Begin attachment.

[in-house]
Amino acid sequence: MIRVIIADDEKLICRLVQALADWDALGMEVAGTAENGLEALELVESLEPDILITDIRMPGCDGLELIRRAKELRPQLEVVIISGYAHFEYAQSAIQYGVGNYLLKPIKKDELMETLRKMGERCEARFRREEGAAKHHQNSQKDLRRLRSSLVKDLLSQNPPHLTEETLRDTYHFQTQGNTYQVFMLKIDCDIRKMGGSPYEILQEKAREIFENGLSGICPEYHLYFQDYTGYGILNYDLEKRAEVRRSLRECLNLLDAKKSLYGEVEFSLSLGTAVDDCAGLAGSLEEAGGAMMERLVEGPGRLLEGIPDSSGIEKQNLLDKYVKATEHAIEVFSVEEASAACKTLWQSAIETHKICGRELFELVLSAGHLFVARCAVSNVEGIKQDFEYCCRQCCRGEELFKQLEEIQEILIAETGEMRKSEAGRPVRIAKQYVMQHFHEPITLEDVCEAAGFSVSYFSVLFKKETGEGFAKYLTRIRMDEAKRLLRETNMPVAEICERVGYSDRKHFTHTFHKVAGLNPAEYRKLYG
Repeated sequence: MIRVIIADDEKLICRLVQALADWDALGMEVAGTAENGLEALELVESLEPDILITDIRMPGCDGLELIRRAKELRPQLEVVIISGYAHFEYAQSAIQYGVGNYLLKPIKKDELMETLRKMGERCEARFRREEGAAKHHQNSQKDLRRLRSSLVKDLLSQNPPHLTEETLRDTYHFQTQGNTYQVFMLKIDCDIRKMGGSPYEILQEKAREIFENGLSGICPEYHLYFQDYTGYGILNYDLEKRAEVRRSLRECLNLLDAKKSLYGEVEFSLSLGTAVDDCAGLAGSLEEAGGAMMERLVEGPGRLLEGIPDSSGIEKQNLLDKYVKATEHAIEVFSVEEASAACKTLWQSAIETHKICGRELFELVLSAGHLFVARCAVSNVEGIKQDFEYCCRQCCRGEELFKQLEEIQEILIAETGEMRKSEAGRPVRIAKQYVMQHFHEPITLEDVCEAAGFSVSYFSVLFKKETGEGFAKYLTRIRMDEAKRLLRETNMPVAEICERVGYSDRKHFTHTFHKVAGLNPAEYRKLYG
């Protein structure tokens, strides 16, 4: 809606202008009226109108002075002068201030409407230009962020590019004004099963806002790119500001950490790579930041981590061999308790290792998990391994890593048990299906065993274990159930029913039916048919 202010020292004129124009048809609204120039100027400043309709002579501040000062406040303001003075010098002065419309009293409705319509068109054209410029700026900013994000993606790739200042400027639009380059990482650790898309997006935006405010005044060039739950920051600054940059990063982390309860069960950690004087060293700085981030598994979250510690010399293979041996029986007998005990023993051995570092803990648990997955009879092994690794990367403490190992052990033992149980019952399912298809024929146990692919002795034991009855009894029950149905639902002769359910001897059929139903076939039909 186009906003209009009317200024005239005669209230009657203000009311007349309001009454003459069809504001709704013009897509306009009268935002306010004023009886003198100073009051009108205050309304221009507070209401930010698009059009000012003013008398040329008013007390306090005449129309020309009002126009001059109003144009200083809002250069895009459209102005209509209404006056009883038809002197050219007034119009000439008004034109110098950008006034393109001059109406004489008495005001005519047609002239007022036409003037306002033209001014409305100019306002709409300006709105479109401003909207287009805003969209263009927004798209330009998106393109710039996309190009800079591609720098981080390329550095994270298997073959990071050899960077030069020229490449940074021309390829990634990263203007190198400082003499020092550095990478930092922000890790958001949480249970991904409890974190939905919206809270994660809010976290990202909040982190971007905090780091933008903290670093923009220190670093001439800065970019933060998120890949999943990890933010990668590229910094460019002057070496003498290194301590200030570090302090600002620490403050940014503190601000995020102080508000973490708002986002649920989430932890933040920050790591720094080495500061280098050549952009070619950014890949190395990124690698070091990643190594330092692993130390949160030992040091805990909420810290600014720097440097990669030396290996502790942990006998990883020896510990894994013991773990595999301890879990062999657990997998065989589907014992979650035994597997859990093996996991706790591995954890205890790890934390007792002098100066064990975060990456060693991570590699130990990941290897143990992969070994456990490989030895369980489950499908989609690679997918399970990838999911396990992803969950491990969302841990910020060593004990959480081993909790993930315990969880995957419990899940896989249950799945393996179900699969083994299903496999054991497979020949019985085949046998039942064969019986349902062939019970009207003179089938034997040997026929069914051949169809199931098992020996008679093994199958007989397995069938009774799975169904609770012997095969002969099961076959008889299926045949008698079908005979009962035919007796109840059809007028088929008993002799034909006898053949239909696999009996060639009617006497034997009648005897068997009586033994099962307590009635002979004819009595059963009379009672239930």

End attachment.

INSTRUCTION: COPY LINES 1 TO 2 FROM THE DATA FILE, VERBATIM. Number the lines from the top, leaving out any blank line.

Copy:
[in-house]
Amino acid sequence: MIRVIIADDEKLICRLVQALADWDALGMEVAGTAENGLEALELVESLEPDILITDIRMPGCDGLELIRRAKELRPQLEVVIISGYAHFEYAQSAIQYGVGNYLLKPIKKDELMETLRKMGERCEARFRREEGAAKHHQNSQKDLRRLRSSLVKDLLSQNPPHLTEETLRDTYHFQTQGNTYQVFMLKIDCDIRKMGGSPYEILQEKAREIFENGLSGICPEYHLYFQDYTGYGILNYDLEKRAEVRRSLRECLNLLDAKKSLYGEVEFSLSLGTAVDDCAGLAGSLEEAGGAMMERLVEGPGRLLEGIPDSSGIEKQNLLDKYVKATEHAIEVFSVEEASAACKTLWQSAIETHKICGRELFELVLSAGHLFVARCAVSNVEGIKQDFEYCCRQCCRGEELFKQLEEIQEILIAETGEMRKSEAGRPVRIAKQYVMQHFHEPITLEDVCEAAGFSVSYFSVLFKKETGEGFAKYLTRIRMDEAKRLLRETNMPVAEICERVGYSDRKHFTHTFHKVAGLNPAEYRKLYG